UN-Habitat in Samoa

Country Information

The Pacific has a very rapid rate of urbanisation and high population growth and is not well enough prepared to cope with the challenges and opportunities that urban growth presents. UN Habitat is well placed to assist Samoa to improve its urban management and planning practices and enable new thinking and actions about how best to evolve city development stratgies for the future.

The agency provides training, expert advice, proven tools and methodologies for small-medium sized urban centres within alignment of national needs and demands as articulated in National Development Strategies. In the Pacific, this is framed in assisting countries meet their commitments to the Pacific Urban Agenda (Initiative 13.5, Pacific Plan).

Samoa has an urban population of over 37,000 within 2 political districts. Apia accounts for 75% of the national income (GOS, 2003). Some locations are urbanizing more quickly than others, but all are confronting challenges related to growth. Apia’s urban development challenges arise from problems of policy and planning. Therein lacks a strong mechanism necessary to coordinate policy and planning across infrastructure and service providers. As a result, integrated urban management is unable to effectively coordinate land use policy, or plan for strategic infrastructure investments at the city level that are demanded by a growing urban economy. In this respect theoverriding need to coordinate infrastructure improvements with policies and planning is crucial.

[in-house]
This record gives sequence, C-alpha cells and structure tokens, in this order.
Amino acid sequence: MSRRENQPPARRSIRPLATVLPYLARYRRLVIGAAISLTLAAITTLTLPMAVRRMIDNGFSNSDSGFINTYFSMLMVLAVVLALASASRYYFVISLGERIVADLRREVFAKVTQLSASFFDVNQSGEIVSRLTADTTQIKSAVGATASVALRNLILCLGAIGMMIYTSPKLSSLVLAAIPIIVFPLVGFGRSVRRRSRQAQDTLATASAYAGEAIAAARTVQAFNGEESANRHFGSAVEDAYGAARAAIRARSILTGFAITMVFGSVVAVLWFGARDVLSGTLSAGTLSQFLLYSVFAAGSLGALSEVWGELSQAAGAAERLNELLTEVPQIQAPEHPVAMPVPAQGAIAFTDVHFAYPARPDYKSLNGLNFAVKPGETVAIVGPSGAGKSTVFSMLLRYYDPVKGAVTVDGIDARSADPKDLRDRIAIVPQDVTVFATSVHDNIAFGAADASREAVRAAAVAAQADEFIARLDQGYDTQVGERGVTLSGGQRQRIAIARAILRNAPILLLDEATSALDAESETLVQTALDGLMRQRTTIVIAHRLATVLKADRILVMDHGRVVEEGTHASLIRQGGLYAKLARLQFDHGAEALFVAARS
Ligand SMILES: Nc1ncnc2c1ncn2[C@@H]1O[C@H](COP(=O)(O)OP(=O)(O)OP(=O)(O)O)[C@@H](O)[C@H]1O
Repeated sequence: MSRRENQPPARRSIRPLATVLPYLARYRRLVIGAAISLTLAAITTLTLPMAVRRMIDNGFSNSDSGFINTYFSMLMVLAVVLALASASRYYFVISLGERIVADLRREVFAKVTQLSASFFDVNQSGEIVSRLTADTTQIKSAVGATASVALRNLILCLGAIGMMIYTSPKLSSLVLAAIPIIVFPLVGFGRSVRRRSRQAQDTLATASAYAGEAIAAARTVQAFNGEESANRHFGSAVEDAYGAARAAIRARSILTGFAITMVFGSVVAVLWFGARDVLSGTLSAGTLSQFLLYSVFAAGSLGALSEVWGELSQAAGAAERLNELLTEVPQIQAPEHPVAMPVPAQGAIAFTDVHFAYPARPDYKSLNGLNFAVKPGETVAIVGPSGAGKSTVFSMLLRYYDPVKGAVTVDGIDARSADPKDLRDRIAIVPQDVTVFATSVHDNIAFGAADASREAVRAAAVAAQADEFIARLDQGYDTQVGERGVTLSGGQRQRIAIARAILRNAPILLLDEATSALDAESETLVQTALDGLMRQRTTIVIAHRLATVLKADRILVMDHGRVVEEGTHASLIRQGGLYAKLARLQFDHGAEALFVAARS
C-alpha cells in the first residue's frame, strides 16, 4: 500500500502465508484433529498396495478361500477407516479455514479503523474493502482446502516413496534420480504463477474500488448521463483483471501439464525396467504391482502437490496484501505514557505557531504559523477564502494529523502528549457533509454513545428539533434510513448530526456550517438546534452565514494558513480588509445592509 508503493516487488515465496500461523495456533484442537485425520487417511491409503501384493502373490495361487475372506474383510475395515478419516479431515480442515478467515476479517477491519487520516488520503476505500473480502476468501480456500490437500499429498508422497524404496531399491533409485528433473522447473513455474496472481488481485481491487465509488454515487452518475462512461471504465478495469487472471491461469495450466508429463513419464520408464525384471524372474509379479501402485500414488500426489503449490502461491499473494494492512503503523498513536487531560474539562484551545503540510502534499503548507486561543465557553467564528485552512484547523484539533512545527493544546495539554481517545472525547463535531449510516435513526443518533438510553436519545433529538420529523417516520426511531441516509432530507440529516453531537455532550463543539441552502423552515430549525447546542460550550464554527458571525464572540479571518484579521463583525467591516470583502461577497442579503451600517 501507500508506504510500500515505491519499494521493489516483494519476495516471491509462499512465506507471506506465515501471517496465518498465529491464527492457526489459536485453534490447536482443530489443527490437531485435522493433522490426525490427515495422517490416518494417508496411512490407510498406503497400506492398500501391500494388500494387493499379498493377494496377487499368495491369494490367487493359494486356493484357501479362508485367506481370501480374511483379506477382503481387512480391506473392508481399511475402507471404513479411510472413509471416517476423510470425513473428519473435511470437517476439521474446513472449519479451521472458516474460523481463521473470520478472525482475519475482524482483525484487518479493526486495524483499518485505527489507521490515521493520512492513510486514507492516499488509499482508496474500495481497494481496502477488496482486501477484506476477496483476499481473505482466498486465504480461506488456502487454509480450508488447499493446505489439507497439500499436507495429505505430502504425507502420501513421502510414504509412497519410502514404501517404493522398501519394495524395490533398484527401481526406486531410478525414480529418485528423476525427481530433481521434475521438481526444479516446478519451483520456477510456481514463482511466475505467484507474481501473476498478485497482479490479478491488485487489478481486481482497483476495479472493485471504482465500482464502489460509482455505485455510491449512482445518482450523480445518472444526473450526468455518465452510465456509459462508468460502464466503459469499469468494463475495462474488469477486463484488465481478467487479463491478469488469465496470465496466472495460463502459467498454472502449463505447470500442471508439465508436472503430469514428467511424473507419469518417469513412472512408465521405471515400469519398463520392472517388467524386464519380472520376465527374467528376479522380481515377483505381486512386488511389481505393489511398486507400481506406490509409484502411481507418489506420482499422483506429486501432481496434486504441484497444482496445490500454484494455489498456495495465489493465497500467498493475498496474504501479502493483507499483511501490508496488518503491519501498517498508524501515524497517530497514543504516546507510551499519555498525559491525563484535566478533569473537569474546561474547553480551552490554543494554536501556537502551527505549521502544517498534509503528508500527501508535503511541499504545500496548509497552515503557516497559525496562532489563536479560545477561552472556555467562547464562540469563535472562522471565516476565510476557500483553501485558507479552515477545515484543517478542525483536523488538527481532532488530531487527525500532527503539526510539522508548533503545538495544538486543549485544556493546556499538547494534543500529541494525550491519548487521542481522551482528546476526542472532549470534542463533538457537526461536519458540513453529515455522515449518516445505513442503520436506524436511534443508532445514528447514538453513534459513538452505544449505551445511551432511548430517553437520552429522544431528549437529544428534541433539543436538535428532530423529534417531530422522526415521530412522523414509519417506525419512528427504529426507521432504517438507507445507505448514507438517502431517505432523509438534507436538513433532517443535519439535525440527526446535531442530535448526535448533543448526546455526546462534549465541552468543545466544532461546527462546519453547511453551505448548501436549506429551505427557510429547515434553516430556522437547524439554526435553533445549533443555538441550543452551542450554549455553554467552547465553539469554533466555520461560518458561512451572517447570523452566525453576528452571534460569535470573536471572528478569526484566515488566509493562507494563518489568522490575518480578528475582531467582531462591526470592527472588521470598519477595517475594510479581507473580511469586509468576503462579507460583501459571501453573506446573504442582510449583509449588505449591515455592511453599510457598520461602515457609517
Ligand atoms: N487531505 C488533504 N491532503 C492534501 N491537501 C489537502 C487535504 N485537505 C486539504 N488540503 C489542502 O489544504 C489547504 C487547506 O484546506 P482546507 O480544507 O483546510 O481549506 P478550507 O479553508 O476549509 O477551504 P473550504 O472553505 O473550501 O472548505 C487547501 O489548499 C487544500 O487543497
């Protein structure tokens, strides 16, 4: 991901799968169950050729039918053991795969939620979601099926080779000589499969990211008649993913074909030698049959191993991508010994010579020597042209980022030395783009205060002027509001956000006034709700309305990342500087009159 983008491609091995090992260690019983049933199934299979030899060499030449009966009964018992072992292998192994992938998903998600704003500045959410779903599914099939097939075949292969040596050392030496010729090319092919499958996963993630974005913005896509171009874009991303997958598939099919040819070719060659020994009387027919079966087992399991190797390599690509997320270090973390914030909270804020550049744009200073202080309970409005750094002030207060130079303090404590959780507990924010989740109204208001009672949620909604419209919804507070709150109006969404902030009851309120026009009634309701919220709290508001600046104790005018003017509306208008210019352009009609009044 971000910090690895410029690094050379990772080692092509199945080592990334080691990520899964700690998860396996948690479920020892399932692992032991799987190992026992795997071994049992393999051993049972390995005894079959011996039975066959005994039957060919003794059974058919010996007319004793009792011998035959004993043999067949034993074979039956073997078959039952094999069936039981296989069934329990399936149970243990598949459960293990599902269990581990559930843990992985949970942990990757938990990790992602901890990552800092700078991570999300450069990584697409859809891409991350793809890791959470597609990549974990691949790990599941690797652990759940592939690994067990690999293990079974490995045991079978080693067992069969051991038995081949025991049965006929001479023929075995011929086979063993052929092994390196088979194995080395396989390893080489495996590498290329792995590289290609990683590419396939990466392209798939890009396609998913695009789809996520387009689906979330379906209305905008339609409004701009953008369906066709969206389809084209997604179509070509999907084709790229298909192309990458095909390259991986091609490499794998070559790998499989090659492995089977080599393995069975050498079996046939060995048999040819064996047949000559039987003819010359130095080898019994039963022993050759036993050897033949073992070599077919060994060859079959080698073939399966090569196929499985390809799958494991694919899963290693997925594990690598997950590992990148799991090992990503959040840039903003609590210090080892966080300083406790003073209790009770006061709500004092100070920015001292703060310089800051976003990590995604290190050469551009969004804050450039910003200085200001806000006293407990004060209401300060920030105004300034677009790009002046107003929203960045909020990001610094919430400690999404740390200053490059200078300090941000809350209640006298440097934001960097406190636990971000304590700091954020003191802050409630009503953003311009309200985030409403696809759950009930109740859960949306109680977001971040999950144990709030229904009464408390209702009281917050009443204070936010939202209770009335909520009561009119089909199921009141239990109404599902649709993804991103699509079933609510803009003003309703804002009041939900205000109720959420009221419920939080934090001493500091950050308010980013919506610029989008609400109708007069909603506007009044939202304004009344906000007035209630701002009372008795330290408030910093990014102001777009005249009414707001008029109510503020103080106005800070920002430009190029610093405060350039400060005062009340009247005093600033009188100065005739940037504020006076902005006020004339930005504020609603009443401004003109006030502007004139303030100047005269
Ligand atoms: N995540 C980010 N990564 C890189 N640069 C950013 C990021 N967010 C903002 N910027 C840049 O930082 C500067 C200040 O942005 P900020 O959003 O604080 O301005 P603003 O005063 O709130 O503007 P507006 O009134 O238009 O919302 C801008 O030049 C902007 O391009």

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Sarah Mecartney, HPM-Pacific
UN Habitat
Level 5, Kadavu House, 414 Victoria Parade
Suva, Fiji
Email: mecartney-unhabitat@un.org


Cities and Climate Change Initiative, Apia
Samoa City Development Strategy, Apia
Regional knowledge Management: Strengthening Pacific Urban Agenda Implementation
Key partners are the Ministry of Natural Resources and Environment’s Planning and Urban Management Agency

UN Habitat remains a key urban advocate in Samoa and maximised opportunities for continued building awareness of both national and development partners surrounding the benefits of improved management of urban growth. An immediate outcome has been support for an urban policy position paper to Cabinet (June 2013) for a National Urban Policy to establish long term national city strategic framework to guide urban development, growth and change as well as to encourage effective and sustainable financing. UN Habitat supported the lead-up to this through country support to WUF 6 (2012), CCCI and the Cities Alliance supported Samoa City Development Strategy.

In terms of its climate and risk management projects, UN Habitat’s role has been one of capacity building, technical input and knowledge management. A key achievement in 2013 was the inclusion of vulnerable communities in the Apia climate Vulnerability Assessment and the contribution of the revision of the National Building Code to allow for affordable safety standards and open dialogue for incremental housing improvements.